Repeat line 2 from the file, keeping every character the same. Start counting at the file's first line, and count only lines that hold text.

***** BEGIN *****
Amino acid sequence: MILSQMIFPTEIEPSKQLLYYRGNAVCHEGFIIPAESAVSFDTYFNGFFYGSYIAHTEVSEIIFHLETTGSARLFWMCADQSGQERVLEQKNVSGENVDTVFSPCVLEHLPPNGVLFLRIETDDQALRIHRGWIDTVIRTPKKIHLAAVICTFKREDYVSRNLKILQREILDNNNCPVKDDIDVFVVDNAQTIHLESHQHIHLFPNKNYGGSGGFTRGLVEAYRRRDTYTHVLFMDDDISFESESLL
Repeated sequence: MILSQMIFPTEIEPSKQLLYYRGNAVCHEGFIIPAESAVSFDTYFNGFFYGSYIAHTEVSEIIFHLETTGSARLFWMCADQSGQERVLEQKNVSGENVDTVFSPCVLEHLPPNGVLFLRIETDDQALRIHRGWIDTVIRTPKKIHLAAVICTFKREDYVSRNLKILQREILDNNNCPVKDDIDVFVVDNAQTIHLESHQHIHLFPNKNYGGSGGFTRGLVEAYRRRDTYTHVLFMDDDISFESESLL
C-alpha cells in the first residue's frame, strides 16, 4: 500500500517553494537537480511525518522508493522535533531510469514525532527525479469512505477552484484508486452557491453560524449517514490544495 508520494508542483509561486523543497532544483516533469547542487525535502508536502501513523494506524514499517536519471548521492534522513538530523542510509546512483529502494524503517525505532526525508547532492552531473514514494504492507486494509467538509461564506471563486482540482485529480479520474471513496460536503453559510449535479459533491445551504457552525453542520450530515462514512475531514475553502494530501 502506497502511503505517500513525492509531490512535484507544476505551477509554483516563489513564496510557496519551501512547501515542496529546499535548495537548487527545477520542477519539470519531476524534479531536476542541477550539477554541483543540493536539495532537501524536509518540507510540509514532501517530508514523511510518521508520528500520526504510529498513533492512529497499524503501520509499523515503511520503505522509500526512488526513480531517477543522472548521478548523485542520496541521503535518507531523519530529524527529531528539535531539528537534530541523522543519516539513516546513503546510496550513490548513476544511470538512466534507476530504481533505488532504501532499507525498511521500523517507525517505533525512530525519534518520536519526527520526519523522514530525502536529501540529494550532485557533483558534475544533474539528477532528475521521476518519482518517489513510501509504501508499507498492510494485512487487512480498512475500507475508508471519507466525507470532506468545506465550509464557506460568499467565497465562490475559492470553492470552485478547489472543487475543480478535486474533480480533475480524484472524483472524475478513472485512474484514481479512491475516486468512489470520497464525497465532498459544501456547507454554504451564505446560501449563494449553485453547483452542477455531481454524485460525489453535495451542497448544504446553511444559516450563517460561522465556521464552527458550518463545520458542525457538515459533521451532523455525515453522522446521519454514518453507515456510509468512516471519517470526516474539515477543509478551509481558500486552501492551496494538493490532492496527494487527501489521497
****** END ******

Repeated sequence: MILSQMIFPTEIEPSKQLLYYRGNAVCHEGFIIPAESAVSFDTYFNGFFYGSYIAHTEVSEIIFHLETTGSARLFWMCADQSGQERVLEQKNVSGENVDTVFSPCVLEHLPPNGVLFLRIETDDQALRIHRGWIDTVIRTPKKIHLAAVICTFKREDYVSRNLKILQREILDNNNCPVKDDIDVFVVDNAQTIHLESHQHIHLFPNKNYGGSGGFTRGLVEAYRRRDTYTHVLFMDDDISFESESLL